Technology Studies and Development in China
Andrew Feenberg, Simon Fraser University
The author notes that he is not a China expert and has never lived for an extended period in China. Whatever interest this and succeeding articles may have, must be owing to his outsider’s point of view as an observer who looks at China through the lens of Western research on technology and development.
Marx wrote Das Capital in England, inspired by the industrial revolution which first took off in that country. But he wrote the book in German. In the preface he explained the relevance of the English experience to still agrarian Germany with a Latin phrase: “De te fabula narratur,” which translates “Of you the tale is told.” By this Marx meant that the future of Germany was already visible across the water in England. And so it was. Germany industrialized too toward the end of the 19th Century.
Soon thereafter Russia and Japan entered the race to industrialize and later social theorists adopted Marx’s prophetic confidence that late modernizers would recapitulate the experience of the early forerunners such as England. However, national particularities and the consequences of earlier developments made for significant differences in the “tale” of modernization in Russia and Japan. Today it is China of whom the old tale is supposed to be told. But in this case too the similarities begin to recede before the differences.
The models for China’s rapid economic advance are the US, Europe, and Japan, and the obstacles are usually said to be inheritances from Chinese history and culture. But there is an enormous problem with this way of telling the story of progress: China’s large and diverse population. Russia is also big, but it has its own vast resources. When Japan entered world resource markets its purchases represented a small increment in demand. Exploration and exploitation of new resources could easily match anything Japan required.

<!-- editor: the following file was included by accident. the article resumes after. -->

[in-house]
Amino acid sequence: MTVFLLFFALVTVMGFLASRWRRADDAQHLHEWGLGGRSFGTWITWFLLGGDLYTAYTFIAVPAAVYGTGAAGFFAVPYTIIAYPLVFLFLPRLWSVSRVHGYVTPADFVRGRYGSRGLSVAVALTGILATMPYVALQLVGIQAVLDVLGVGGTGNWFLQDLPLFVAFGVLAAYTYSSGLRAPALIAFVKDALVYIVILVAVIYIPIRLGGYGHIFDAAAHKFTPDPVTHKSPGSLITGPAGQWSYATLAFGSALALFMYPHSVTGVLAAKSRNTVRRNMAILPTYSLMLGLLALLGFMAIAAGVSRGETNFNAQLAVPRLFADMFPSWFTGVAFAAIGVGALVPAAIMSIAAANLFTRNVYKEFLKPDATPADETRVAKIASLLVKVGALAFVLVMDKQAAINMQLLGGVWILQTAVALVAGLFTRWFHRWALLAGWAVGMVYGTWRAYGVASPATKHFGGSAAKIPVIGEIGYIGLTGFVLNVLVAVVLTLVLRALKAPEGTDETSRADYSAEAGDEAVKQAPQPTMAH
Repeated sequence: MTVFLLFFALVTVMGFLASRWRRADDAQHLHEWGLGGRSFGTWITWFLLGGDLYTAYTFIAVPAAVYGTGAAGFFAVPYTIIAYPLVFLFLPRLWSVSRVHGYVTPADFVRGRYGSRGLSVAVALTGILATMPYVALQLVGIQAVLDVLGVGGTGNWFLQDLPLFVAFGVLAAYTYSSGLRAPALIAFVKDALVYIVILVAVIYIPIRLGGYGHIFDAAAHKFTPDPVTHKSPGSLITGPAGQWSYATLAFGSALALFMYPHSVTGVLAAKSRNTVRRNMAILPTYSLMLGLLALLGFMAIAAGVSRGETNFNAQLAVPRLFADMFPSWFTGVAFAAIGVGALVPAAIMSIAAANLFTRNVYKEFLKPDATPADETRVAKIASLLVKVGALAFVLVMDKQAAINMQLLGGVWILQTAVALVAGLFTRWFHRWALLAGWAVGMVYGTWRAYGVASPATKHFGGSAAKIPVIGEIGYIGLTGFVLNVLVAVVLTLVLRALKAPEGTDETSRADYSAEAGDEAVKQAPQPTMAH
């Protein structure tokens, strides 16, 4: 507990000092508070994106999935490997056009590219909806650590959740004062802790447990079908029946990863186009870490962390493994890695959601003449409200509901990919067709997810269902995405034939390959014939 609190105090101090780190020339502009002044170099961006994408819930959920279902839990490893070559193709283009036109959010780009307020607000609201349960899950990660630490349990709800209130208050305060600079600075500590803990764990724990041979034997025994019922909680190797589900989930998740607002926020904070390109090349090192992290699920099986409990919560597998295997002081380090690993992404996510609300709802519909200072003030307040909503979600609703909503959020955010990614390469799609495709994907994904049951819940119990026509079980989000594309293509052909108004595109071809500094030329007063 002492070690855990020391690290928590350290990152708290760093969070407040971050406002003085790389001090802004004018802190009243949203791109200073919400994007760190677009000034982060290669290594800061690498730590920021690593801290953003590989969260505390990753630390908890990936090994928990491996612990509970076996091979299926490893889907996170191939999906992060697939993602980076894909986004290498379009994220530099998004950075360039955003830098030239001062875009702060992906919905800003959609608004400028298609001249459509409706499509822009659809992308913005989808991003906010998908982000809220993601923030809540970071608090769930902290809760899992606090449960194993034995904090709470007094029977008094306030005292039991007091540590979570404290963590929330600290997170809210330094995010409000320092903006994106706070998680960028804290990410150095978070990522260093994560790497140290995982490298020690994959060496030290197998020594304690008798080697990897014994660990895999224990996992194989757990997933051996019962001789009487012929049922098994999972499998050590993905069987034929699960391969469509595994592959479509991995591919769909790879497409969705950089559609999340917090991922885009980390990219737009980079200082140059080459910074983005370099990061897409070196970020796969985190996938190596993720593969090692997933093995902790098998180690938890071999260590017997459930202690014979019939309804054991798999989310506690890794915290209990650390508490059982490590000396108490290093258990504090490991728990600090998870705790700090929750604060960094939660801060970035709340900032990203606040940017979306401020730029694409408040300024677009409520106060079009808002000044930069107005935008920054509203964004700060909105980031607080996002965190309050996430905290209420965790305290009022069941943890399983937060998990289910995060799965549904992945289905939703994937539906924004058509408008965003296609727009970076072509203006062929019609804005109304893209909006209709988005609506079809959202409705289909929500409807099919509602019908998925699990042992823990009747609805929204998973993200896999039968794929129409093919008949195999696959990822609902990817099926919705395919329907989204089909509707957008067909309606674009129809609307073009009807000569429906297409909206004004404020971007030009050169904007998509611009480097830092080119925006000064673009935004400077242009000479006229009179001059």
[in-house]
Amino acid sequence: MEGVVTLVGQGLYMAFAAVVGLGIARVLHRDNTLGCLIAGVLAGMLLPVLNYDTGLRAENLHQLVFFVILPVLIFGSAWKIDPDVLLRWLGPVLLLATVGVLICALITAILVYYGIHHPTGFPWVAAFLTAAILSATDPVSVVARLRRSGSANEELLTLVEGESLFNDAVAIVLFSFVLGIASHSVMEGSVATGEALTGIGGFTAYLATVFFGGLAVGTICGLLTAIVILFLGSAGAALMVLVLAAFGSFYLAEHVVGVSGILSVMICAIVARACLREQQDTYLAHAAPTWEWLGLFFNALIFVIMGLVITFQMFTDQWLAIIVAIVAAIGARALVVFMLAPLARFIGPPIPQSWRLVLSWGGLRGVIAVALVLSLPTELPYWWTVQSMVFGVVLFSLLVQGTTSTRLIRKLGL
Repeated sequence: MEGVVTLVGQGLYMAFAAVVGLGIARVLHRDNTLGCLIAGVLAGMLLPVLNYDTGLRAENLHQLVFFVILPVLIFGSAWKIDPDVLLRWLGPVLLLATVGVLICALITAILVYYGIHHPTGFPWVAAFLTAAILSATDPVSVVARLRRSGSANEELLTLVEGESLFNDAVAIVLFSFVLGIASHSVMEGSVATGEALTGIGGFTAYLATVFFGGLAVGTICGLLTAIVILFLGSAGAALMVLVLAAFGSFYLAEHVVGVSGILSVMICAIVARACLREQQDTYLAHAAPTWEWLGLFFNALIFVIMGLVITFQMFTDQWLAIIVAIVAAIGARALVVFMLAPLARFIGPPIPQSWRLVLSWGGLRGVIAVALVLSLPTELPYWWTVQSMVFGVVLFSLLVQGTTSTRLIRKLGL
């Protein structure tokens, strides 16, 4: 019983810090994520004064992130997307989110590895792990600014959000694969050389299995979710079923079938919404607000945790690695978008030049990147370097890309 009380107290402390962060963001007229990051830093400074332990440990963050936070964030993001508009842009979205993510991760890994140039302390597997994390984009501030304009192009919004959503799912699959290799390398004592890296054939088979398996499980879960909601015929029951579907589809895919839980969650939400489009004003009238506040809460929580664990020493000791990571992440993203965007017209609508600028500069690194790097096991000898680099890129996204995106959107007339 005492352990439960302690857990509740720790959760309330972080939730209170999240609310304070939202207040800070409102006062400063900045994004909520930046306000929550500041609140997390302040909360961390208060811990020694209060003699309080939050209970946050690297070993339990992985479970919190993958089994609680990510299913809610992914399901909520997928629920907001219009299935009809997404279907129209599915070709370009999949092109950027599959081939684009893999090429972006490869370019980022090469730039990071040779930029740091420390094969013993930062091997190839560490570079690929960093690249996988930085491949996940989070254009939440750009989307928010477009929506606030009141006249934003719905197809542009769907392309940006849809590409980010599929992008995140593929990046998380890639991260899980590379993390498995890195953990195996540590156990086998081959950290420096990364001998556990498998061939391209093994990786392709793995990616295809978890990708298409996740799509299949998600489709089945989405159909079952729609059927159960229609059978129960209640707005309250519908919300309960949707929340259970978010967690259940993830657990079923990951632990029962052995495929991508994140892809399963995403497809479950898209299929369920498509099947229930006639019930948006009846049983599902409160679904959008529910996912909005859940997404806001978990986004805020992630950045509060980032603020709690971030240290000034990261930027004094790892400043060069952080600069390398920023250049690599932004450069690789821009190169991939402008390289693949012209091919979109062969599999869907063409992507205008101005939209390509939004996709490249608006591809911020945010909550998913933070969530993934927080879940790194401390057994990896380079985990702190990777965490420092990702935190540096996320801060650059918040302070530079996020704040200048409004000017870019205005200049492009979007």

In the case of China imitation of the very wasteful consumption models of the existing industrial societies threatens huge disequilibriums in resource markets, especially in energy. The waste, furthermore, appears to be incompatible with effective strategies for dealing with the increasing inequalities that threaten social order.
The world will not “run out” of oil all of a sudden because millions of Chinese buy Toyotas. But the price of energy can rise to the point where a social and economic model based on automobiles is impractical, leaving China stranded with enormous investments in an outmoded transportation system. Although cars and trucks will no doubt continue to be used where they are most appropriate, it seems unlikely that most people will drive to work or to the store to shop in a foreseeable future.